Change makes us uncomfortable. Whether it’s upgrading from an old lounge chair or a laptop, it takes some effort. Yet, if the right choices are made, the result can be a future of greater ease and efficiency.
Last month we shared data that Utah residents are anxious about population growth 1 and the majority of them believe Utah is growing too quickly. In this decade so far, Utah has added approximately 402,000 residents, which is roughly the equivalent of today’s population of Salt Lake City, West Valley City, and Lehi. In a survey conducted by Y2Analytics commissioned by the Utah League of Cities and Towns and other partners which included residents from 9 of the fastest growing counties in Utah, 63% of residents expressed strong concern that growth was occurring too fast. Driving their anxieties are the perceptions of a lack of planning and infrastructure and “broken promises.” Government leaders, developers, and others who hold keys in planning our communities all have responsibility in the actual or perceived failure to deliver the proposed outcomes.
However, the data indicates residents also understand the benefits of growth, stating they depend on community leaders to implement plan and articulate a vision for the future. Who should be responsible to plan for the long-term needs of a community? Those surveyed ranked these organizations in the following order:
Mayors and council members (40%)
Neighborhood councils/community groups (21%)
Utah State Legislature (18%)
The Governor (13%)
We then asked who residents most trusted to plan for the long-term needs of their community. The number who trusted mayors and council members the most jumped to 58%. Additionally, 22% of respondents said neighborhood councils/community groups, a combined 11% said the legislature or the governor, and 2% said developers.
Our elected city leaders are aware of the trust and expectation that residents place in us. Mayors and council members are working diligently to protect the character of Utah’s unique communities, a character that is as diverse as Utah’s landscape… from its red rock deserts to its mountain forests.
Additionally, the data tells us that residents overwhelmingly expect local government leaders to plan for the long-term needs and infrastructure of their communities, more so than other elected officials or stakeholders.2 Residents also trust us to communicate with them about those plans and will hold us accountable if they perceive that we are not doing our jobs. We know that with great power comes great responsibility.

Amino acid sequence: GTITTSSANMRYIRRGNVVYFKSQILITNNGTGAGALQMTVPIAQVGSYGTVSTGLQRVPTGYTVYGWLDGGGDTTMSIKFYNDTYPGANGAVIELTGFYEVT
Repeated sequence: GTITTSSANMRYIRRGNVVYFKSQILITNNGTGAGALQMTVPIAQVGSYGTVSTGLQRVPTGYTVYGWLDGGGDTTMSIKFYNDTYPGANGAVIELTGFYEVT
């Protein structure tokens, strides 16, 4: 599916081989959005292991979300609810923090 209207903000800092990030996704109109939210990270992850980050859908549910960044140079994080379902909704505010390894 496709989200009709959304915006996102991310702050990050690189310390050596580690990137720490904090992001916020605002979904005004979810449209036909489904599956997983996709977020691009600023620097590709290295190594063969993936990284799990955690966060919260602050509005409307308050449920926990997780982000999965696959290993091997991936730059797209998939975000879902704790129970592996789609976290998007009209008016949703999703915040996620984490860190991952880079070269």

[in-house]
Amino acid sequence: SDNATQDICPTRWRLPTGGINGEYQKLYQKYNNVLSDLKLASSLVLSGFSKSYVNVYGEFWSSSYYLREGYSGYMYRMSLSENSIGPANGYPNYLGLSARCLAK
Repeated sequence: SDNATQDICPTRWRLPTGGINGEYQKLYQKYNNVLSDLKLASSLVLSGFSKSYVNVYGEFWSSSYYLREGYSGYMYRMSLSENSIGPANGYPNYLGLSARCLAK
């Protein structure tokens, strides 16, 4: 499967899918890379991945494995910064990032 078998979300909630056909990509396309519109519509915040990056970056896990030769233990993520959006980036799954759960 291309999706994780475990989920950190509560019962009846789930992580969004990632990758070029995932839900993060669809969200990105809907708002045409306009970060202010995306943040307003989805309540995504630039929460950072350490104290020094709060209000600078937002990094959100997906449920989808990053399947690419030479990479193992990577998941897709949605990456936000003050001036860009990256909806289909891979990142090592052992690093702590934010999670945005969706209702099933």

To that end, we will make a concerted effort to use communication platforms (including ULCT’s own social media pages) to keep you, our residents, apprised of progress in community planning. We invite you to follow the hashtag #CitiesWork to see frequent messages on growth and other municipal issues. ULCT members will share stories of cities working to design transportation connectivity, plan for a variety of housing types for residents of all ages, promote strong economic development opportunities, and other ways to prepare for the future. We’ll share the plans and progress from urban centers like Ogden, resort towns like Moab, fast-growing suburbs like Spanish Fork, and communities that fit all of those characteristics like St. George. We’ll also talk about the planning occurring in rural communities. While communities of all sizes face challenges from growth, there is no one-size-fits-all approach to planning for growth.
As we approach the 2019 legislative session, the 1,380 mayors and council members from Utah’s 248 cities and towns take our responsibilities seriously to plan for the future. We respect the roles of state leaders, stakeholders, and the public and we urge all of them to respect the responsibility and tools that we have for cities to work. Additionally, we intend to collaborate with state elected officials, stakeholders, and the public on the outcome of preparing for Utah’s population growth while preserving our quality of life.
Y2 Analytics 2018 housing and growth survey commissioned by ULCT, Wasatch Front Regional Council, Salt Lake Chamber of Commerce, Salt Lake County. Margin of error +/- 1.8%.